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Business continuity for the manufacturing sector

The financial cost of manufacturing plant and machinery standing idle is considerable. There are the obvious tangible costs –lost production, lost sales and financial losses –but also intangible costs such as lost customers, reputational damage and the opportunity cost of business resources being diverted to deal with the problem.

Manufacturing today is much less vertically integrated, with global supply chains and manufacturing practices tending to be based on holding low or zero stocks of components. This may have reduced costs and improved profit margins, but it has also raised the manufacturer's risk profile significantly. The 2019 cyberattack on Danish shipping giant Maersk, FedEx's European subsidiary TNT Express and thousands of multinationals, demonstrated the vulnerability of global supply chains to disruption.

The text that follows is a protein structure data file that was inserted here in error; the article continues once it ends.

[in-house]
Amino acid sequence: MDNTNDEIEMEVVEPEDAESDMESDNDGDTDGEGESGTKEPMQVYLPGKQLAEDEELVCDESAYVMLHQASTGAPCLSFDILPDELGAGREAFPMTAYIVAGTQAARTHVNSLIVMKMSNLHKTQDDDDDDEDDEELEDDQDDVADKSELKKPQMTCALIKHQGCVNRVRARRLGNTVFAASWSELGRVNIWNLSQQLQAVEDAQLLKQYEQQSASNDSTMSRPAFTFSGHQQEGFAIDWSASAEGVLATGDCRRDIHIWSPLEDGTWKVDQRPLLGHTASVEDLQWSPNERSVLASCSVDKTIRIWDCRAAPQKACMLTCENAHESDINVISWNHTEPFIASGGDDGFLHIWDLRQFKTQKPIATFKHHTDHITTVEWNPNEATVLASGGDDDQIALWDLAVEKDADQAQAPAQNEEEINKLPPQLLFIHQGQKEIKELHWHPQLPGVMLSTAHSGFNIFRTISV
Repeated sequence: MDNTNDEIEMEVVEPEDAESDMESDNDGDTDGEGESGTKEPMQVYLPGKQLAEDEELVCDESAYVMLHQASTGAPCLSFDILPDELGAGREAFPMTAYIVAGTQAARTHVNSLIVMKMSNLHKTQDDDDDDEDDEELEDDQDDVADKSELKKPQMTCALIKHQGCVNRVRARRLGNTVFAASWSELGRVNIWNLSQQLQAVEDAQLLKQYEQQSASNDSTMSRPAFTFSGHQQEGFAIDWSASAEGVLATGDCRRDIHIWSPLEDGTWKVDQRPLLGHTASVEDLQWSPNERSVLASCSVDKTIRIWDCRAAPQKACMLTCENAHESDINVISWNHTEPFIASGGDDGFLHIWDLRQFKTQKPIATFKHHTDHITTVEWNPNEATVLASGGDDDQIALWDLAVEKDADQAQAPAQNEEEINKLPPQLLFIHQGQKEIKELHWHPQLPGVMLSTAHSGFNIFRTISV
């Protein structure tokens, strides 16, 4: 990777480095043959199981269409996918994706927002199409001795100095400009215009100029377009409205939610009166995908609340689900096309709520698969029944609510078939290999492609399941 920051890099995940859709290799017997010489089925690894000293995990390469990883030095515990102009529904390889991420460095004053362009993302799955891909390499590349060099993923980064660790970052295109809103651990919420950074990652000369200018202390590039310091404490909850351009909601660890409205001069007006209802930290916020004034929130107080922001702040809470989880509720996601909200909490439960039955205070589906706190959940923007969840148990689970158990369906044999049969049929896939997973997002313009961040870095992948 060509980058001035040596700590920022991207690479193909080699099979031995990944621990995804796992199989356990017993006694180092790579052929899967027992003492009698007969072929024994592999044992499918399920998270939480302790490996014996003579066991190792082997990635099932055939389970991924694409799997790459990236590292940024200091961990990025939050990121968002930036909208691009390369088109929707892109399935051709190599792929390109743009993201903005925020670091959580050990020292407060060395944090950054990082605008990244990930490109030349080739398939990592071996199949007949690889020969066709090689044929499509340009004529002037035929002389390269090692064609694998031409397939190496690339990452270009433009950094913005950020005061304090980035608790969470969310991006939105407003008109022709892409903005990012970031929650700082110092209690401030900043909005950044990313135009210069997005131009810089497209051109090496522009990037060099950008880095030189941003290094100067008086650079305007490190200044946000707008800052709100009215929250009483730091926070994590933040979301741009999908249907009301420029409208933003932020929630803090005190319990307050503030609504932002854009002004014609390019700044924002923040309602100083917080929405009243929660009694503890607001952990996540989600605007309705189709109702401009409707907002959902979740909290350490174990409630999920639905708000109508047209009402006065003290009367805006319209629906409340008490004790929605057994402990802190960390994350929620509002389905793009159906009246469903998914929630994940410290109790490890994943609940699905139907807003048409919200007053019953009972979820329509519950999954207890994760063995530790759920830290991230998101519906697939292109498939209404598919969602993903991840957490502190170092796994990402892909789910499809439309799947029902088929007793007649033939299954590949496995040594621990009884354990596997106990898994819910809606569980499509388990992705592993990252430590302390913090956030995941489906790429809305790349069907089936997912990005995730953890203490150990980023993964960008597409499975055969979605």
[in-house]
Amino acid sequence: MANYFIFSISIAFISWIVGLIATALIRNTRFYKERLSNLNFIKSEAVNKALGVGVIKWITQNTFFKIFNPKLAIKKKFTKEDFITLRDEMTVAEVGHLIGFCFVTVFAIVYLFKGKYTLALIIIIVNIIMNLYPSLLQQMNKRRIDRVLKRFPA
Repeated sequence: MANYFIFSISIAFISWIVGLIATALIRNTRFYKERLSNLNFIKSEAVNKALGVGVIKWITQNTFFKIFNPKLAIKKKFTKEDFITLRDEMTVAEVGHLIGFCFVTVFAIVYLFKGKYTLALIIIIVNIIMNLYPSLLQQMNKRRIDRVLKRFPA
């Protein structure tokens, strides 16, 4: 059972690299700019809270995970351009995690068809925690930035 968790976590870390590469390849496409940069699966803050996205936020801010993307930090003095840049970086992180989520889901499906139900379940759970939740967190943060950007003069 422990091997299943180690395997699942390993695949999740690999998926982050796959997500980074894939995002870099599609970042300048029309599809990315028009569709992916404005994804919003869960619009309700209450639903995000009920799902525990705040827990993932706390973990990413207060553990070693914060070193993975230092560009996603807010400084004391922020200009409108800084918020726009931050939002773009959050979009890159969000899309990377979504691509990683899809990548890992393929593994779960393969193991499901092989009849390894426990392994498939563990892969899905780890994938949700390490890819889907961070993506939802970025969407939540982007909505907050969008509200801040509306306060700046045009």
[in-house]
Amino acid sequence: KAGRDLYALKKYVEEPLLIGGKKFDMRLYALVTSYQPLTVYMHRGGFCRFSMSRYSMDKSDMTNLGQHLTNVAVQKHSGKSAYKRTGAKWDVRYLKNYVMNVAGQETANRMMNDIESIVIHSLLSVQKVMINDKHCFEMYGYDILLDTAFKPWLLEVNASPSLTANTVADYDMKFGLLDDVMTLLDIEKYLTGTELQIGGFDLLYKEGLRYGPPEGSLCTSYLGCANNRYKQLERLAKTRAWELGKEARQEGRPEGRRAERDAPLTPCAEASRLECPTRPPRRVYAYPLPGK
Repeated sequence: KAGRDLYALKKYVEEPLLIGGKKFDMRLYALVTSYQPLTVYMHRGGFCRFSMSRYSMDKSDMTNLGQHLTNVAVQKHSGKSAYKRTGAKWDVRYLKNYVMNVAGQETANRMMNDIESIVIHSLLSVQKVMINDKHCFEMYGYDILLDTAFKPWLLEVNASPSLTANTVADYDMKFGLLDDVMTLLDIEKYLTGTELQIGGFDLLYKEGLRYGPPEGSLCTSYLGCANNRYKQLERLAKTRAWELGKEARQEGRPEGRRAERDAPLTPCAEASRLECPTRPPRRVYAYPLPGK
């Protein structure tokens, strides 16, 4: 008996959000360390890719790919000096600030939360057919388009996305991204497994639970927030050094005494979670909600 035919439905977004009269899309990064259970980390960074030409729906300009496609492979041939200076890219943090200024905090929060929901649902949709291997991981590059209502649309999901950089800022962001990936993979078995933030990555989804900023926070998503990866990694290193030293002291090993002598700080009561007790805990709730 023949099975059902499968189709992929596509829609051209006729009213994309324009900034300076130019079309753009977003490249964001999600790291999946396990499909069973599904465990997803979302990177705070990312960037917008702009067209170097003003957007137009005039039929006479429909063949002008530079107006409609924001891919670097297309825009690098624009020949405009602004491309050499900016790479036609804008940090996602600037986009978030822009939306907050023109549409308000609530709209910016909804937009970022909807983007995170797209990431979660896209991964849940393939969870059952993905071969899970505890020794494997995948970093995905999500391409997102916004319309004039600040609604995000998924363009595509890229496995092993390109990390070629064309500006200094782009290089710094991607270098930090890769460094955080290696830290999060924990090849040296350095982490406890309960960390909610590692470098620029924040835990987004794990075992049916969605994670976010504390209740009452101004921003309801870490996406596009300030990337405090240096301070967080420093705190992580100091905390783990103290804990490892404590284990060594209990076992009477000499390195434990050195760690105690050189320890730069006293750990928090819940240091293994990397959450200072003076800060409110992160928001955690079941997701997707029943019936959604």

When it comes to business continuity for the manufacturing sector, it is essential for manufacturers to look beyond the boundaries of their own organisation along the supply chain to identify critical suppliers and put contingency plans in place to mitigate their exposure. Having several suppliers able to supply key goods or services is obviously one way of spreading risk, another is to focus on logistics and predetermine alternative supply routes. (Business interruption insurance is no substitute for business continuity planning - it will not prevent or mitigate a business interruption but merely compensate firms after the event).

Equipment is another key dependency for the manufacturing industry. Replacing specialist machinery involves long lead times and, typically, is extremely expensive. Added to this, the specialist nature of manufacturing equipment means the pool of potential suppliers is usually very limited. Practical solutions include taking out fixed maintenance contracts to ensure critical machinery is kept in good working order and holding stocks of vital spares.

Manufacturing business continuity expertise

Our consultants can help manufacturing companies develop business continuity strategies to improve:
  • Manufacturing plant resilience
  • Their ability to handle strikes (Workforce Continuity Management)
  • The availability of their distribution channels

Contact us to discuss how we could help your organisation.